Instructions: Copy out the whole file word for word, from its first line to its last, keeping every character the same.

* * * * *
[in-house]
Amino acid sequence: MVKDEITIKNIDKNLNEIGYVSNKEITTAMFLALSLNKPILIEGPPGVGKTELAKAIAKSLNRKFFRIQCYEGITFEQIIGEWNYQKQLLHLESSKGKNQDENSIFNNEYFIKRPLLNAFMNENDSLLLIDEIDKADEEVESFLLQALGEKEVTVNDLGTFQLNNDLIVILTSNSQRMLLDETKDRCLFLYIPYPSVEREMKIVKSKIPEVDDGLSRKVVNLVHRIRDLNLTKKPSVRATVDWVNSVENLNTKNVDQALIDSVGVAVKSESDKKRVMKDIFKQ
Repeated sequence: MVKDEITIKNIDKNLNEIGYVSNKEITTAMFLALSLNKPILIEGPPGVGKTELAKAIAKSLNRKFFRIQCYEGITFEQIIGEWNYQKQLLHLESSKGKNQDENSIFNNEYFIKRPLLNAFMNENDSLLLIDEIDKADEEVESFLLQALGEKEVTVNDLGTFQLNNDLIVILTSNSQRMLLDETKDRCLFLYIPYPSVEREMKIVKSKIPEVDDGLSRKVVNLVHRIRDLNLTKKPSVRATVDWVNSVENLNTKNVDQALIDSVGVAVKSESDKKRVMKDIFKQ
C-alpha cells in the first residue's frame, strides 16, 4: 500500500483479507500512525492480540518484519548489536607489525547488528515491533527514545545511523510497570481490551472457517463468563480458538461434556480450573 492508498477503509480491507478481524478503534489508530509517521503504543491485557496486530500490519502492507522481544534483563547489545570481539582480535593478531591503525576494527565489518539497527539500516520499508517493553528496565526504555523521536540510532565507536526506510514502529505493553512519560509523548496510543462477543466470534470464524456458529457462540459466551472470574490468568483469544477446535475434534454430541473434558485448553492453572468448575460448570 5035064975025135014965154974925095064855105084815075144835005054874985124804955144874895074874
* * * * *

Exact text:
[in-house]
Amino acid sequence: MVKDEITIKNIDKNLNEIGYVSNKEITTAMFLALSLNKPILIEGPPGVGKTELAKAIAKSLNRKFFRIQCYEGITFEQIIGEWNYQKQLLHLESSKGKNQDENSIFNNEYFIKRPLLNAFMNENDSLLLIDEIDKADEEVESFLLQALGEKEVTVNDLGTFQLNNDLIVILTSNSQRMLLDETKDRCLFLYIPYPSVEREMKIVKSKIPEVDDGLSRKVVNLVHRIRDLNLTKKPSVRATVDWVNSVENLNTKNVDQALIDSVGVAVKSESDKKRVMKDIFKQ
Repeated sequence: MVKDEITIKNIDKNLNEIGYVSNKEITTAMFLALSLNKPILIEGPPGVGKTELAKAIAKSLNRKFFRIQCYEGITFEQIIGEWNYQKQLLHLESSKGKNQDENSIFNNEYFIKRPLLNAFMNENDSLLLIDEIDKADEEVESFLLQALGEKEVTVNDLGTFQLNNDLIVILTSNSQRMLLDETKDRCLFLYIPYPSVEREMKIVKSKIPEVDDGLSRKVVNLVHRIRDLNLTKKPSVRATVDWVNSVENLNTKNVDQALIDSVGVAVKSESDKKRVMKDIFKQ
C-alpha cells in the first residue's frame, strides 16, 4: 500500500483479507500512525492480540518484519548489536607489525547488528515491533527514545545511523510497570481490551472457517463468563480458538461434556480450573 492508498477503509480491507478481524478503534489508530509517521503504543491485557496486530500490519502492507522481544534483563547489545570481539582480535593478531591503525576494527565489518539497527539500516520499508517493553528496565526504555523521536540510532565507536526506510514502529505493553512519560509523548496510543462477543466470534470464524456458529457462540459466551472470574490468568483469544477446535475434534454430541473434558485448553492453572468448575460448570 5035064975025135014965154974925095064855105084815075144835005054874985124804955144874895074874